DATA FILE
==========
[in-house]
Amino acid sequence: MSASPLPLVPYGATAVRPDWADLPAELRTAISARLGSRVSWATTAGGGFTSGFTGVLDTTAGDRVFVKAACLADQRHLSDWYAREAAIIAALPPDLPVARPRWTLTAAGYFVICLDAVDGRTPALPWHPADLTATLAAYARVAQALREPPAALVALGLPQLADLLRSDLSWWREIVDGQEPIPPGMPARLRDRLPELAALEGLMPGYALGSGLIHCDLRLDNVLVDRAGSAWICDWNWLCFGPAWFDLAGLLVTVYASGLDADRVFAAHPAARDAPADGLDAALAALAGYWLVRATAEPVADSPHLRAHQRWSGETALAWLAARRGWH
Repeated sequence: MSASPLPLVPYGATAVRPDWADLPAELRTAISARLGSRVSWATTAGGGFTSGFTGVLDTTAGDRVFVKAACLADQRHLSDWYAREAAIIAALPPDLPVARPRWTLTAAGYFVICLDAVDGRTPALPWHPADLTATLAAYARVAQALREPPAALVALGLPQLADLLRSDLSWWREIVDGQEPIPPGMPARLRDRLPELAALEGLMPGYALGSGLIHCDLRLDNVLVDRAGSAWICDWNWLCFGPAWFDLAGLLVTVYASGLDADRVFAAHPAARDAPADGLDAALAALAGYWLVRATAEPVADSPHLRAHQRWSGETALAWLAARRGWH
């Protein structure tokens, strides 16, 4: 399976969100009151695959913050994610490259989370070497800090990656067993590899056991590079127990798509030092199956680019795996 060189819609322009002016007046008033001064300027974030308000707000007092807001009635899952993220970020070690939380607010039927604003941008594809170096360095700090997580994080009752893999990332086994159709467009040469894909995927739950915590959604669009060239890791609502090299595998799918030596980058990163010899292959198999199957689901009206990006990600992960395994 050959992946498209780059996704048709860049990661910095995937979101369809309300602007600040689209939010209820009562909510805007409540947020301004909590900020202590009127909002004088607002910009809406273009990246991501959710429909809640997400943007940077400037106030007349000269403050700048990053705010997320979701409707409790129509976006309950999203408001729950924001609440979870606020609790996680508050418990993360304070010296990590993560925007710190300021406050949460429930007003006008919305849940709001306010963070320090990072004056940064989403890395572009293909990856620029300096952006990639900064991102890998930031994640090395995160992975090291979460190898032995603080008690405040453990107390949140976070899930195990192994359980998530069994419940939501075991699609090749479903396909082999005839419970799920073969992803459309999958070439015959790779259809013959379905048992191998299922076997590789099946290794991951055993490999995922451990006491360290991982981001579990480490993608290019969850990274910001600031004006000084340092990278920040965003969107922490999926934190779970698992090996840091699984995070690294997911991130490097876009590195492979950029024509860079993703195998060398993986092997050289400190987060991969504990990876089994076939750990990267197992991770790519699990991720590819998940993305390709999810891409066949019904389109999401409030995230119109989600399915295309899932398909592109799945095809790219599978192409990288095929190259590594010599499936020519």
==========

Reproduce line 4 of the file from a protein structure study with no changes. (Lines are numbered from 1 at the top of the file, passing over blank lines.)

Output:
């Protein structure tokens, strides 16, 4: 399976969100009151695959913050994610490259989370070497800090990656067993590899056991590079127990798509030092199956680019795996 060189819609322009002016007046008033001064300027974030308000707000007092807001009635899952993220970020070690939380607010039927604003941008594809170096360095700090997580994080009752893999990332086994159709467009040469894909995927739950915590959604669009060239890791609502090299595998799918030596980058990163010899292959198999199957689901009206990006990600992960395994 050959992946498209780059996704048709860049990661910095995937979101369809309300602007600040689209939010209820009562909510805007409540947020301004909590900020202590009127909002004088607002910009809406273009990246991501959710429909809640997400943007940077400037106030007349000269403050700048990053705010997320979701409707409790129509976006309950999203408001729950924001609440979870606020609790996680508050418990993360304070010296990590993560925007710190300021406050949460429930007003006008919305849940709001306010963070320090990072004056940064989403890395572009293909990856620029300096952006990639900064991102890998930031994640090395995160992975090291979460190898032995603080008690405040453990107390949140976070899930195990192994359980998530069994419940939501075991699609090749479903396909082999005839419970799920073969992803459309999958070439015959790779259809013959379905048992191998299922076997590789099946290794991951055993490999995922451990006491360290991982981001579990480490993608290019969850990274910001600031004006000084340092990278920040965003969107922490999926934190779970698992090996840091699984995070690294997911991130490097876009590195492979950029024509860079993703195998060398993986092997050289400190987060991969504990990876089994076939750990990267197992991770790519699990991720590819998940993305390709999810891409066949019904389109999401409030995230119109989600399915295309899932398909592109799945095809790219599978192409990288095929190259590594010599499936020519």